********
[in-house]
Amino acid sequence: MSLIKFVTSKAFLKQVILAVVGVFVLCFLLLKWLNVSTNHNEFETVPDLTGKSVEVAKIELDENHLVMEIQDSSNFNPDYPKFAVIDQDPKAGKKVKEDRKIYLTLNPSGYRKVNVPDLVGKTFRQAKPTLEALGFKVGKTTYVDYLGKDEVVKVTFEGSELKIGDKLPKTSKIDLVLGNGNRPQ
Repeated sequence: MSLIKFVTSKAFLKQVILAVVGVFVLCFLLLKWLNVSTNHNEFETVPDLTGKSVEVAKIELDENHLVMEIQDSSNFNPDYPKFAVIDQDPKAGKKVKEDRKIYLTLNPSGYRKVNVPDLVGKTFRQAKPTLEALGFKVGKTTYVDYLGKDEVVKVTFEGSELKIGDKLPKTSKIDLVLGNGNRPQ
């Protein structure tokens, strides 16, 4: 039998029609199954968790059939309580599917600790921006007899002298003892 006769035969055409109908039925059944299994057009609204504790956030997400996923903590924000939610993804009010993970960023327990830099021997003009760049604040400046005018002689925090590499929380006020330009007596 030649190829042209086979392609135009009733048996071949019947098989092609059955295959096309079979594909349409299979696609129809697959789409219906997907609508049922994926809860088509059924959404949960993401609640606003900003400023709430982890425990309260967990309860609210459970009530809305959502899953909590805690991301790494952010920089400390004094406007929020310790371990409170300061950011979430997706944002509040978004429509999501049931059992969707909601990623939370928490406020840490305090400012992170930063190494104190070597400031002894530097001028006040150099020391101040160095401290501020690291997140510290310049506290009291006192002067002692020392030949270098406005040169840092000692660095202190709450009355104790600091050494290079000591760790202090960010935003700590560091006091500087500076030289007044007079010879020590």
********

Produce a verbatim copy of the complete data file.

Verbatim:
[in-house]
Amino acid sequence: MSLIKFVTSKAFLKQVILAVVGVFVLCFLLLKWLNVSTNHNEFETVPDLTGKSVEVAKIELDENHLVMEIQDSSNFNPDYPKFAVIDQDPKAGKKVKEDRKIYLTLNPSGYRKVNVPDLVGKTFRQAKPTLEALGFKVGKTTYVDYLGKDEVVKVTFEGSELKIGDKLPKTSKIDLVLGNGNRPQ
Repeated sequence: MSLIKFVTSKAFLKQVILAVVGVFVLCFLLLKWLNVSTNHNEFETVPDLTGKSVEVAKIELDENHLVMEIQDSSNFNPDYPKFAVIDQDPKAGKKVKEDRKIYLTLNPSGYRKVNVPDLVGKTFRQAKPTLEALGFKVGKTTYVDYLGKDEVVKVTFEGSELKIGDKLPKTSKIDLVLGNGNRPQ
């Protein structure tokens, strides 16, 4: 039998029609199954968790059939309580599917600790921006007899002298003892 006769035969055409109908039925059944299994057009609204504790956030997400996923903590924000939610993804009010993970960023327990830099021997003009760049604040400046005018002689925090590499929380006020330009007596 030649190829042209086979392609135009009733048996071949019947098989092609059955295959096309079979594909349409299979696609129809697959789409219906997907609508049922994926809860088509059924959404949960993401609640606003900003400023709430982890425990309260967990309860609210459970009530809305959502899953909590805690991301790494952010920089400390004094406007929020310790371990409170300061950011979430997706944002509040978004429509999501049931059992969707909601990623939370928490406020840490305090400012992170930063190494104190070597400031002894530097001028006040150099020391101040160095401290501020690291997140510290310049506290009291006192002067002692020392030949270098406005040169840092000692660095202190709450009355104790600091050494290079000591760790202090960010935003700590560091006091500087500076030289007044007079010879020590």